Last Kind Word Blues: On Collecting and the Vanishing History of American Music

OCT 01, 2014 | 7:00 PM TO 8:30 PM

Details

WHERE:

The Graduate Center
365 Fifth Avenue

ROOM:

1201: Elebash Recital Hall

WHEN:

October 01, 2014: 7:00 PM-8:30 PM

ADMISSION:

Free, Registration Required

RESERVATIONS:

212-817-8215 or

Description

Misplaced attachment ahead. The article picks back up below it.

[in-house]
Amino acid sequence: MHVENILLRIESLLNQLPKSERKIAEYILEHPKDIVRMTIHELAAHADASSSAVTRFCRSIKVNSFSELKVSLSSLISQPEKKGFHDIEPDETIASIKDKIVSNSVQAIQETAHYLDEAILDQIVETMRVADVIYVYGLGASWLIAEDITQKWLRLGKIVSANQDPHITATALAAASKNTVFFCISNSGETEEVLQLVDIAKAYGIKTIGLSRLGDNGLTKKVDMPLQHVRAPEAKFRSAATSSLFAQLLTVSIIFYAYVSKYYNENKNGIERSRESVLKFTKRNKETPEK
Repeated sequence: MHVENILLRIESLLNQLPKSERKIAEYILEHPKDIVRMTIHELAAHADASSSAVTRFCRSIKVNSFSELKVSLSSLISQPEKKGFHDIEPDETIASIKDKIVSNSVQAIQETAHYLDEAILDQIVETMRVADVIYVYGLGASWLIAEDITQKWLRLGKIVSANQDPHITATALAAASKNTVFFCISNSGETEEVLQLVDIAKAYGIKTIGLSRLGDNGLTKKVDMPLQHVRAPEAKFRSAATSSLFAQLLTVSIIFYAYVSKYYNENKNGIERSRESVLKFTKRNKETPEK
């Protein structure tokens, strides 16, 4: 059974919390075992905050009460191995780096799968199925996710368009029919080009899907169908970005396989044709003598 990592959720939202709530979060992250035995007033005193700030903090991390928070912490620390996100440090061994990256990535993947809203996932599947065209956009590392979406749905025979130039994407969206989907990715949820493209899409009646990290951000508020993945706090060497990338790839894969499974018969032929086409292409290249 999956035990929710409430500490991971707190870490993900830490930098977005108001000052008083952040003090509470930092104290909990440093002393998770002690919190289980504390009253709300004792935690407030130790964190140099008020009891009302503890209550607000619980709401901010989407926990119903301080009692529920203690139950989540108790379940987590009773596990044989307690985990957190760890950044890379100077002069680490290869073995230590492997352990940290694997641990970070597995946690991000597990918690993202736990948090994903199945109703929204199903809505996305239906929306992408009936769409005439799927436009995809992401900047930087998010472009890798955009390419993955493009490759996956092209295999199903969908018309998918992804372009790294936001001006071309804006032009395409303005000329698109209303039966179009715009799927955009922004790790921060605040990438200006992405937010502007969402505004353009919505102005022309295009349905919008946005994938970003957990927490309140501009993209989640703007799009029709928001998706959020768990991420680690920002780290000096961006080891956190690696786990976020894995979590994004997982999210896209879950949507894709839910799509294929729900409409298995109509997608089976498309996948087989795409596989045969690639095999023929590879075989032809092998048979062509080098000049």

If music by influential backwoods blues artists only exists on archaic media, what’s to stop it from disappearing? Are 78rpm-record collectors just obsessed eccentrics, or are they cultural conservators, keeping strains of American music alive? How do the desire to find and own antique objects and the need to archive our musical heritage intersect? This event will focus on the difficulty of obtaining and preserving the nation’s rural music traditions, particularly jazz and country blues of the 1920s and '30s. Participants include Michael Fremer, editor of analogplanet.com; Amanda Petrusich, author of Do Not Sell at Any Price: The Wild Obsessive Hunt for the World’s Rarest 78rpm Records; Nathan Salsburg, curator at the Alan Lomax Archive; and Sam Stephenson, author of numerous books, including The Jazz Loft Project. Moderated by Gary Giddins, director of the Leon Levy Center for Biography at the Graduate Center.